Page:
Overclock.net › Forums › Distributed Computing › Distributed Computing - General › purpose of gpu threads?
New Posts  All Forums:Forum Nav:

purpose of gpu threads?

post #1 of 3
Thread Starter 
Why do some people use one gpu thread in their configs instead of 2? how do you determine what is fit for your gpu without trial and error?
can a resolution be based off of what we know about our graphics cards ability?


i have found that for my card at 8192 thread concurrency, using one gpu thread the hashrate goes up faster
using with guiminer

it just climbs faster to that stable number, but still what determines this exactly? from its hardware persective? or programming?
Edited by DrClaw - 3/15/14 at 7:40pm
post #2 of 3
The amount of thread "tracks" (as I like to call them) is in directly relation to the intensity (how hard to work) your card is running at.

For example, 7950s (280) can usually run intensity 20 (1048576 threads)
Therefore 1 GPU track is optimal.

On the other hand 7970s (280x) love Intensity 13 (8192 threads),
Therefore Dual (or 2) GPU tracks is optimal

The new xIntensity may allow you to run lower intensity and more threads as it's shader aligned, as opposed to the power-of-two alignment of the regular intensity.
Quote:
--- 2014-01-18
MAJOR CHANGE, EXPERIMENTAL: A new way of setting intensity; introducing xintensity!
All of this is credited to ArGee of RGMiner, he did the initial ground work for this setting.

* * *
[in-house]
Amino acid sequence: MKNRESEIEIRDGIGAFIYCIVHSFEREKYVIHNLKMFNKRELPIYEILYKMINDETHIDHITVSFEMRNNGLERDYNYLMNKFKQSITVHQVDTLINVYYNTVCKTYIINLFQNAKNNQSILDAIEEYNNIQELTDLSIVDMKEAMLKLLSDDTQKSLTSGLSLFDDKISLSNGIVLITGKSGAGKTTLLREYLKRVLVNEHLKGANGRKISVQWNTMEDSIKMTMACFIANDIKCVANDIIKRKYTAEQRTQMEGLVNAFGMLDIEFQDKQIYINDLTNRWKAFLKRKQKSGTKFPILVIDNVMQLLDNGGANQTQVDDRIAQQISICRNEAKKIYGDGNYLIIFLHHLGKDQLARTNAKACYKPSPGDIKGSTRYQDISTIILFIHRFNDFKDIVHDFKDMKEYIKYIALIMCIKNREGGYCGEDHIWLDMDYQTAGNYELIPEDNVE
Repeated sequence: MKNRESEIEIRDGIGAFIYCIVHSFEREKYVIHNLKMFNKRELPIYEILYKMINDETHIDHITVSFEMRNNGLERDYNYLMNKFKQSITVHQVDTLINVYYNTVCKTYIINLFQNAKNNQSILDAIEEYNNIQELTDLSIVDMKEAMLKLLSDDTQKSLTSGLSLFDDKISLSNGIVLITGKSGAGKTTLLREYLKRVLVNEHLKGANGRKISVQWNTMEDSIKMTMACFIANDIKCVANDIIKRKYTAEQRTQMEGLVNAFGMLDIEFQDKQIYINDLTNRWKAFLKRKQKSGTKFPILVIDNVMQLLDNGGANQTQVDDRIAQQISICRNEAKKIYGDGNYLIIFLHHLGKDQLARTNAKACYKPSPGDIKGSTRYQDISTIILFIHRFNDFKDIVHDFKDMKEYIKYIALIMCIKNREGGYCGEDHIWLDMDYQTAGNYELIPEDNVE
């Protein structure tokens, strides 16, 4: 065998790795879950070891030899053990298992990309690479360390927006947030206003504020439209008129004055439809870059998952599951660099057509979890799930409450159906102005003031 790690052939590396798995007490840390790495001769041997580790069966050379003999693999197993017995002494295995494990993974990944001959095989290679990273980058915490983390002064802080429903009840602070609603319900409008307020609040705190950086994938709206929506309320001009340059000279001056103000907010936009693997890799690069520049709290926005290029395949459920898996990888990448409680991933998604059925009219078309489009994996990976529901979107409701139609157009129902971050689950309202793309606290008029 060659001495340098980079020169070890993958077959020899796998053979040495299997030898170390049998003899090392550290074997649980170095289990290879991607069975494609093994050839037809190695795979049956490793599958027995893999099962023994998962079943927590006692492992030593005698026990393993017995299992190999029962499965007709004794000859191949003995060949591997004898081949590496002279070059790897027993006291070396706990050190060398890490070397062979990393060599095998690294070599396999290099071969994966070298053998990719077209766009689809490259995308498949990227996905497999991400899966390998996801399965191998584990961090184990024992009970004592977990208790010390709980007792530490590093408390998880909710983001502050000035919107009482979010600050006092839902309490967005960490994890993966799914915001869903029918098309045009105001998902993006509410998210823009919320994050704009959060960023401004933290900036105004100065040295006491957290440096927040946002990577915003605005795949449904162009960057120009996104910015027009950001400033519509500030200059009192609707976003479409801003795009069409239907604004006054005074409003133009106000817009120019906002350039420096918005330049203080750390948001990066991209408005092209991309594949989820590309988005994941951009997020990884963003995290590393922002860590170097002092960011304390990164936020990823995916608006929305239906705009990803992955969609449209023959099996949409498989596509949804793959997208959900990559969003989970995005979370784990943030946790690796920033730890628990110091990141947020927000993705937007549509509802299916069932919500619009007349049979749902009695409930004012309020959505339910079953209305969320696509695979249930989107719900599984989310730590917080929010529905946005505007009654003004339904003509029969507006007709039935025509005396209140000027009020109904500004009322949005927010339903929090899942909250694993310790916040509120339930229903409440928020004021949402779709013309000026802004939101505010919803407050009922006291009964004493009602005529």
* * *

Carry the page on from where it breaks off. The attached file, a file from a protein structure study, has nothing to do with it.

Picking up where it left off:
This new setting allows for a much finer grained intensity setting and also opens up for dual
gpu threads on devices not previously able to. Note: make sure to use lower thread-concurrency
values when you increase cpu threads.

Intensity is currently used to spawn GPU threads as a simple 2^value setting.
I:13 = 8192 threads
I:15 = 32768 threads
I:17 = 131072 threads
I:18 = 262144 threads
I:19 = 524288 threads
I:20 = 1048576 threads
Notice how the higher settings increase thread count tremendously.

Now enter the xintensity setting (Yes, I am a genius with my naming convention!).
It is simply a shader multiplier, obviously based on the amount of shaders you got on a card,
this should allow the same value to scale with different card models.
6970 with 1536 shaders: xI:64 = 98304 threads
R9 280X with 2048 shaders: xI:64 = 131072 threads
R9 290 with 2560 shaders: xI:64 = 180224 threads
R9 290X with 2816 shaders: xI:64 = 163840 threads

6970 with 1536 shaders: xI:300 = 460800 threads
R9 280X with 2048 shaders: xI:300 = 614400 threads
R9 290 with 2560 shaders: xI:300 = 768000 threads
R9 290X with 2816 shaders: xI:300 = 844800 threads

It's now much easier to control thread intensity and it potentially allows for a uniform way
of setting the intensity on your system. I'm very interested in constructive feedback, as I
do not have access to a lot of different card models.

This change has been tested on 6970, R9 290, R9 290X - all with equal or better speeds than
regular intensity setting after a little tuning, but your mileage may vary. Don't fret it, if
this doesn't work for you, the regular intensity setting is still available.
post #3 of 3
Thread Starter 
wow thanks alot, this helps understand things smile.gif
New Posts  All Forums:Forum Nav:
  Return Home
  Back to Forum: Distributed Computing - General
Overclock.net › Forums › Distributed Computing › Distributed Computing - General › purpose of gpu threads?